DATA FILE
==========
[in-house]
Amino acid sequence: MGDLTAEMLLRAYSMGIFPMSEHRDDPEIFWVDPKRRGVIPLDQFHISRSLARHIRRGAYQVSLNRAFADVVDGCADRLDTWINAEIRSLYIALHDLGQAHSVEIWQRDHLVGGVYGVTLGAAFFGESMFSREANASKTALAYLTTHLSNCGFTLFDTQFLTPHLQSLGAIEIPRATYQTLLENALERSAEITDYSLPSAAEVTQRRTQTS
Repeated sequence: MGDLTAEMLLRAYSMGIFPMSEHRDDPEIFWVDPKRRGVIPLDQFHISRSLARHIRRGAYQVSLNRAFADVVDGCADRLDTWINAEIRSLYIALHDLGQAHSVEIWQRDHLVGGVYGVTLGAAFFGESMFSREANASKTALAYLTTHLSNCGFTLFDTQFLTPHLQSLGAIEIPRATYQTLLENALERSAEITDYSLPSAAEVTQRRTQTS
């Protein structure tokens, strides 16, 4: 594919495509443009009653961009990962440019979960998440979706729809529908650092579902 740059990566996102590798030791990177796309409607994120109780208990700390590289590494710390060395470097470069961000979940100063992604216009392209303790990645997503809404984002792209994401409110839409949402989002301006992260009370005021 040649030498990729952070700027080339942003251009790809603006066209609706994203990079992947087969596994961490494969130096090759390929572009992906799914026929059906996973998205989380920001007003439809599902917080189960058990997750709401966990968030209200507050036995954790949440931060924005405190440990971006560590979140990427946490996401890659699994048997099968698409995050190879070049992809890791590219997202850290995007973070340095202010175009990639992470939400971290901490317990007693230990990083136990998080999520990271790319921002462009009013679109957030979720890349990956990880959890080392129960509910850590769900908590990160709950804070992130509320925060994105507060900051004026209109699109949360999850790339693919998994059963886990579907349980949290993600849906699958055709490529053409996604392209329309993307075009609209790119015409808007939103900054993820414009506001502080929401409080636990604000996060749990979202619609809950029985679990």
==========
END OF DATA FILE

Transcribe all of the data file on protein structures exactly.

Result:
[in-house]
Amino acid sequence: MGDLTAEMLLRAYSMGIFPMSEHRDDPEIFWVDPKRRGVIPLDQFHISRSLARHIRRGAYQVSLNRAFADVVDGCADRLDTWINAEIRSLYIALHDLGQAHSVEIWQRDHLVGGVYGVTLGAAFFGESMFSREANASKTALAYLTTHLSNCGFTLFDTQFLTPHLQSLGAIEIPRATYQTLLENALERSAEITDYSLPSAAEVTQRRTQTS
Repeated sequence: MGDLTAEMLLRAYSMGIFPMSEHRDDPEIFWVDPKRRGVIPLDQFHISRSLARHIRRGAYQVSLNRAFADVVDGCADRLDTWINAEIRSLYIALHDLGQAHSVEIWQRDHLVGGVYGVTLGAAFFGESMFSREANASKTALAYLTTHLSNCGFTLFDTQFLTPHLQSLGAIEIPRATYQTLLENALERSAEITDYSLPSAAEVTQRRTQTS
């Protein structure tokens, strides 16, 4: 594919495509443009009653961009990962440019979960998440979706729809529908650092579902 740059990566996102590798030791990177796309409607994120109780208990700390590289590494710390060395470097470069961000979940100063992604216009392209303790990645997503809404984002792209994401409110839409949402989002301006992260009370005021 040649030498990729952070700027080339942003251009790809603006066209609706994203990079992947087969596994961490494969130096090759390929572009992906799914026929059906996973998205989380920001007003439809599902917080189960058990997750709401966990968030209200507050036995954790949440931060924005405190440990971006560590979140990427946490996401890659699994048997099968698409995050190879070049992809890791590219997202850290995007973070340095202010175009990639992470939400971290901490317990007693230990990083136990998080999520990271790319921002462009009013679109957030979720890349990956990880959890080392129960509910850590769900908590990160709950804070992130509320925060994105507060900051004026209109699109949360999850790339693919998994059963886990579907349980949290993600849906699958055709490529053409996604392209329309993307075009609209790119015409808007939103900054993820414009506001502080929401409080636990604000996060749990979202619609809950029985679990």